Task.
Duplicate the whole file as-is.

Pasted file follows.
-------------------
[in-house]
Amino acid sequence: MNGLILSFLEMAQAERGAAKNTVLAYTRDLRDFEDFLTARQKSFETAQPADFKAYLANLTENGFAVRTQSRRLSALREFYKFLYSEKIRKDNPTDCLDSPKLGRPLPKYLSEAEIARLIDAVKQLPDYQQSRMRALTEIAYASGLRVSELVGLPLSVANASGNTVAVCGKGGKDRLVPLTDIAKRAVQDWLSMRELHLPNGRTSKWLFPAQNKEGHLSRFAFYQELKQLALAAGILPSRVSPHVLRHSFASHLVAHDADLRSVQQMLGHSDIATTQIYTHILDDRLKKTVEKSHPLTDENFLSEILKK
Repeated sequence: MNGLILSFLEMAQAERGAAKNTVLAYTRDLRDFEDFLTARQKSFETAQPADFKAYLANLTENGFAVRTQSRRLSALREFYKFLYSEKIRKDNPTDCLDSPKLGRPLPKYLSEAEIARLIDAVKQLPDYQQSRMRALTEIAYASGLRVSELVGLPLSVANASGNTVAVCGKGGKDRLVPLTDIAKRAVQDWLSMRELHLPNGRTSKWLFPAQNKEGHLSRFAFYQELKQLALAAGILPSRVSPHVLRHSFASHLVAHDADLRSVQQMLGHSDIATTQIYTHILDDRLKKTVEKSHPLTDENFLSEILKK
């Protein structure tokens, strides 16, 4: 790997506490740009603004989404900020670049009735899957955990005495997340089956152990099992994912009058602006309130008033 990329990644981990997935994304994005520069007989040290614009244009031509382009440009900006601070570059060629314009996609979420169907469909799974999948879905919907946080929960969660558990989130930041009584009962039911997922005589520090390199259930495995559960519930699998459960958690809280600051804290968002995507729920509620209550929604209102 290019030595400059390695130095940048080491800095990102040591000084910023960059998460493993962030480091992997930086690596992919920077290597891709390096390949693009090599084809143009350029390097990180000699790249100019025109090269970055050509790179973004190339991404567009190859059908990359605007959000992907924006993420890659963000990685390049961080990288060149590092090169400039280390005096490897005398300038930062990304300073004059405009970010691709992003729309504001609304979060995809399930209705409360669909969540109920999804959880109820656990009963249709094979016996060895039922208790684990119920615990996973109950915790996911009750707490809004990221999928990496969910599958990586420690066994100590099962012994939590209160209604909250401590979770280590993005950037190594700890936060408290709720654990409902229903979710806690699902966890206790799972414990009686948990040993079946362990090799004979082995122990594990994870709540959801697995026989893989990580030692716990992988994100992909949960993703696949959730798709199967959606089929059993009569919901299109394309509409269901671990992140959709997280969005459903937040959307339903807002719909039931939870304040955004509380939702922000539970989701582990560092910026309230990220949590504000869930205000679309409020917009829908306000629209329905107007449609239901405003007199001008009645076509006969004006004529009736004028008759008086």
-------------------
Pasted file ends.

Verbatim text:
[in-house]
Amino acid sequence: MNGLILSFLEMAQAERGAAKNTVLAYTRDLRDFEDFLTARQKSFETAQPADFKAYLANLTENGFAVRTQSRRLSALREFYKFLYSEKIRKDNPTDCLDSPKLGRPLPKYLSEAEIARLIDAVKQLPDYQQSRMRALTEIAYASGLRVSELVGLPLSVANASGNTVAVCGKGGKDRLVPLTDIAKRAVQDWLSMRELHLPNGRTSKWLFPAQNKEGHLSRFAFYQELKQLALAAGILPSRVSPHVLRHSFASHLVAHDADLRSVQQMLGHSDIATTQIYTHILDDRLKKTVEKSHPLTDENFLSEILKK
Repeated sequence: MNGLILSFLEMAQAERGAAKNTVLAYTRDLRDFEDFLTARQKSFETAQPADFKAYLANLTENGFAVRTQSRRLSALREFYKFLYSEKIRKDNPTDCLDSPKLGRPLPKYLSEAEIARLIDAVKQLPDYQQSRMRALTEIAYASGLRVSELVGLPLSVANASGNTVAVCGKGGKDRLVPLTDIAKRAVQDWLSMRELHLPNGRTSKWLFPAQNKEGHLSRFAFYQELKQLALAAGILPSRVSPHVLRHSFASHLVAHDADLRSVQQMLGHSDIATTQIYTHILDDRLKKTVEKSHPLTDENFLSEILKK
């Protein structure tokens, strides 16, 4: 790997506490740009603004989404900020670049009735899957955990005495997340089956152990099992994912009058602006309130008033 990329990644981990997935994304994005520069007989040290614009244009031509382009440009900006601070570059060629314009996609979420169907469909799974999948879905919907946080929960969660558990989130930041009584009962039911997922005589520090390199259930495995559960519930699998459960958690809280600051804290968002995507729920509620209550929604209102 290019030595400059390695130095940048080491800095990102040591000084910023960059998460493993962030480091992997930086690596992919920077290597891709390096390949693009090599084809143009350029390097990180000699790249100019025109090269970055050509790179973004190339991404567009190859059908990359605007959000992907924006993420890659963000990685390049961080990288060149590092090169400039280390005096490897005398300038930062990304300073004059405009970010691709992003729309504001609304979060995809399930209705409360669909969540109920999804959880109820656990009963249709094979016996060895039922208790684990119920615990996973109950915790996911009750707490809004990221999928990496969910599958990586420690066994100590099962012994939590209160209604909250401590979770280590993005950037190594700890936060408290709720654990409902229903979710806690699902966890206790799972414990009686948990040993079946362990090799004979082995122990594990994870709540959801697995026989893989990580030692716990992988994100992909949960993703696949959730798709199967959606089929059993009569919901299109394309509409269901671990992140959709997280969005459903937040959307339903807002719909039931939870304040955004509380939702922000539970989701582990560092910026309230990220949590504000869930205000679309409020917009829908306000629209329905107007449609239901405003007199001008009645076509006969004006004529009736004028008759008086």